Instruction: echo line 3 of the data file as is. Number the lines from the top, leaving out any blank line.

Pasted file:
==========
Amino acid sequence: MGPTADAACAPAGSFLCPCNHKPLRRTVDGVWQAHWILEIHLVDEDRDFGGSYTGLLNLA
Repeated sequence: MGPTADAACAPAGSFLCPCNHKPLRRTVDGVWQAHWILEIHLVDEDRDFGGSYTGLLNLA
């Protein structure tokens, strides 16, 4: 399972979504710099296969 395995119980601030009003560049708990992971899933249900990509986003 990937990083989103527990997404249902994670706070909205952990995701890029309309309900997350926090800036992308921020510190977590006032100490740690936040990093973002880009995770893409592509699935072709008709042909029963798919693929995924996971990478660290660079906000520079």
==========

């Protein structure tokens, strides 16, 4: 399972979504710099296969 395995119980601030009003560049708990992971899933249900990509986003 990937990083989103527990997404249902994670706070909205952990995701890029309309309900997350926090800036992308921020510190977590006032100490740690936040990093973002880009995770893409592509699935072709008709042909029963798919693929995924996971990478660290660079906000520079």